Intrepid men and women in Eckernförde

When the celebrated author, feuilletonist and travel writer, Théophile Gautier – one of the leading figures of the Romantic movement in France – was commissioned by the editors of the newspaper “Le Moniteur universel” to write a report on the Tsar’s art treasures in St. Petersburg, he took a diversion that also led him to Eckernförde in 1858. In his travelogue “Voyage en Russie”, which appeared in a series of preprints in the official French State Gazette from October 1858 and has still not been translated into German, we read about an excursion he made to this small town at the end of September 1858 accompanied by a friend:

“The path led through hedgerows hung with bright berries of all colours, blackberries, rowanberries, sloes, barberries, not to mention the pretty coral buds that outlast the dog-roses and which one is wont to call by a name as indecent as it is ridiculous (French gratte-cul = arse-scratcher). It was enchanting.

Then we drove between tall trees, past small villages or across fields where magnificent teams of horses were circling the fields with their harrows, as if they wanted to loosen the earth like a moiré. Eventually we reached the sea, on a road with elegant little houses half hidden in flowers on one side, which are rented out to bathers during the season, because Eckernförde is a seaside resort like Trouville or Dieppe, despite its fairly northerly latitude. The carts and bathing huts scattered across the beach were evidence of intrepid men and women who were not afraid to brave the icy waves. Some merchant ships rocked in the harbour, and on their sides floated, contracting and expanding, many of those slimy or pearly jellyfish, which are animals although they do not look like them, and which we had once noticed in the Gulf of Lepanto on the way back from Corinth, “where it is forbidden for anyone to go”, as the proverb says.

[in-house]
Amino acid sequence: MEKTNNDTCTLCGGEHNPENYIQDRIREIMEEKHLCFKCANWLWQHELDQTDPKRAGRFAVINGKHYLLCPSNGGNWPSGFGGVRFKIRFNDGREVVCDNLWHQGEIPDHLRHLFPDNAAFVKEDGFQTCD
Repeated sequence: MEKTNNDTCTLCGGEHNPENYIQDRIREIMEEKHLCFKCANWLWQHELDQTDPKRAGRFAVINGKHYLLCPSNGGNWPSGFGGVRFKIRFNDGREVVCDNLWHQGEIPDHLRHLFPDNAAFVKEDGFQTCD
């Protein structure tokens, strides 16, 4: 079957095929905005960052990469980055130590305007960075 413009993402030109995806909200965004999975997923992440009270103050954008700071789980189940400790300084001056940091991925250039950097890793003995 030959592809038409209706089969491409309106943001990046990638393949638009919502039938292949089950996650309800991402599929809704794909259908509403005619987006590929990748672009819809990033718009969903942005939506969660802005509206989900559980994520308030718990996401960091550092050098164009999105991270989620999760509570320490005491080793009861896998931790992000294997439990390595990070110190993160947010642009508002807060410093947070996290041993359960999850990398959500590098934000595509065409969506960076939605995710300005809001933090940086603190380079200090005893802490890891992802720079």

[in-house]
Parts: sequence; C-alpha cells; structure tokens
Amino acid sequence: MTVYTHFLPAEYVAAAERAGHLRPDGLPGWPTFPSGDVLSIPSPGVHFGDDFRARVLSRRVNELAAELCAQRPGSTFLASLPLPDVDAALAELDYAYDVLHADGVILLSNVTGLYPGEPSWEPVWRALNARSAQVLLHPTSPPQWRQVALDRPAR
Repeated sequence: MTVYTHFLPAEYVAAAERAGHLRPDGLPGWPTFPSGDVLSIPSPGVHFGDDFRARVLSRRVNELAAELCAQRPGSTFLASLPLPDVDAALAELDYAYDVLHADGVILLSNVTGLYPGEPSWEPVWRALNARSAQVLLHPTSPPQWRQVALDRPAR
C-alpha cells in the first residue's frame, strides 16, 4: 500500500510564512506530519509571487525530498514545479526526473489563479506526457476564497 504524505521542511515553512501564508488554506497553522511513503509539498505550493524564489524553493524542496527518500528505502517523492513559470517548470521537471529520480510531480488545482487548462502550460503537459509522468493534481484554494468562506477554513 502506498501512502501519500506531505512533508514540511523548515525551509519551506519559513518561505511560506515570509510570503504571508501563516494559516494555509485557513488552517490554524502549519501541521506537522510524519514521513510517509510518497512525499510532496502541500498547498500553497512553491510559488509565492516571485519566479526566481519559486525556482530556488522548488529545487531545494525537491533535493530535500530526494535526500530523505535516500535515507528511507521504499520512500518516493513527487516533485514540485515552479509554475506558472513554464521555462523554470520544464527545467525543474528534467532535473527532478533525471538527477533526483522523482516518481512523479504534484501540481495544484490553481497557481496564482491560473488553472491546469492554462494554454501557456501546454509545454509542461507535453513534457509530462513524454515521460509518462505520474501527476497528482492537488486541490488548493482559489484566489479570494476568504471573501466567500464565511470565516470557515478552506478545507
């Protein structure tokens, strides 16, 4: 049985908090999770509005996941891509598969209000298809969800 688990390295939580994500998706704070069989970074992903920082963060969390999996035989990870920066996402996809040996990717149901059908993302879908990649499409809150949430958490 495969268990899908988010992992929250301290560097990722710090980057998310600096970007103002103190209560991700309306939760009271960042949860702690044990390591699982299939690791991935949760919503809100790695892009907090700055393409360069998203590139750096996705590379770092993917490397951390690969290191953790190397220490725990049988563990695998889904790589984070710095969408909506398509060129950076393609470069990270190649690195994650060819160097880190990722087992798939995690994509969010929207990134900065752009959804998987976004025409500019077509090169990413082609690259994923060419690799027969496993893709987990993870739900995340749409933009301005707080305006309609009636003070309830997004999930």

Eckernförde is not very different from Schleswig in terms of architecture, apart from the fact that the ship masts mingling with the trees and chimneys put a stamp on every town. There are the same brick churches, the same houses with wide transverse windows, where you can see women with cut-out dresses behind flower pots, handling needles. In the otherwise rather quiet streets of Eckernförde, however, there was an unusual hustle and bustle; heavy carts brought the soldiers who arrived or were discharged every six months to their respective homes. Although they were crammed together rather uncomfortably, they seemed to be buoyed up by the festive mood and perhaps also by the beer.”

On Saturday, 2 December, Norbert Weber will present details of Gautier’s journey as part of the after-market talk at 12:30 pm. Afterwards, there will be a reality check for the scholarship holders and anyone with a car along the route to the house where Gautier lived at the time. It is also possible to reach the destination in 14 minutes on the 711 bus at 13:00. Please register for the trip at